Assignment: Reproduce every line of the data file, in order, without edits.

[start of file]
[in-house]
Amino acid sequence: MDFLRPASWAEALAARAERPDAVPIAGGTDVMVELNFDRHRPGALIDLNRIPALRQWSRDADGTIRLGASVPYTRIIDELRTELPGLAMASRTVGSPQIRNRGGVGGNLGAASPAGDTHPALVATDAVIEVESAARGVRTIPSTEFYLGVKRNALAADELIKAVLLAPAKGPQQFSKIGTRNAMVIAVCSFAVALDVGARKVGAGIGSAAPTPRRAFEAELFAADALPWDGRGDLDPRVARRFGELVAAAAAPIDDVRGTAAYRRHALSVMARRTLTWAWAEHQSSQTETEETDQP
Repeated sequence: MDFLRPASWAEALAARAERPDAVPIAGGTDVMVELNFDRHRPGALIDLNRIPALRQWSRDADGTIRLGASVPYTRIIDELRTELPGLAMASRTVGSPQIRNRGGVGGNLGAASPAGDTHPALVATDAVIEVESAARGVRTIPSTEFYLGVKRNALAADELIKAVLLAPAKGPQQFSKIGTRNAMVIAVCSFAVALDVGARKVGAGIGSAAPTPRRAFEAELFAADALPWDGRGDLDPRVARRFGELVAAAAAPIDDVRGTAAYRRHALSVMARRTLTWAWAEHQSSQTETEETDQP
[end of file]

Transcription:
[in-house]
Amino acid sequence: MDFLRPASWAEALAARAERPDAVPIAGGTDVMVELNFDRHRPGALIDLNRIPALRQWSRDADGTIRLGASVPYTRIIDELRTELPGLAMASRTVGSPQIRNRGGVGGNLGAASPAGDTHPALVATDAVIEVESAARGVRTIPSTEFYLGVKRNALAADELIKAVLLAPAKGPQQFSKIGTRNAMVIAVCSFAVALDVGARKVGAGIGSAAPTPRRAFEAELFAADALPWDGRGDLDPRVARRFGELVAAAAAPIDDVRGTAAYRRHALSVMARRTLTWAWAEHQSSQTETEETDQP
Repeated sequence: MDFLRPASWAEALAARAERPDAVPIAGGTDVMVELNFDRHRPGALIDLNRIPALRQWSRDADGTIRLGASVPYTRIIDELRTELPGLAMASRTVGSPQIRNRGGVGGNLGAASPAGDTHPALVATDAVIEVESAARGVRTIPSTEFYLGVKRNALAADELIKAVLLAPAKGPQQFSKIGTRNAMVIAVCSFAVALDVGARKVGAGIGSAAPTPRRAFEAELFAADALPWDGRGDLDPRVARRFGELVAAAAAPIDDVRGTAAYRRHALSVMARRTLTWAWAEHQSSQTETEETDQP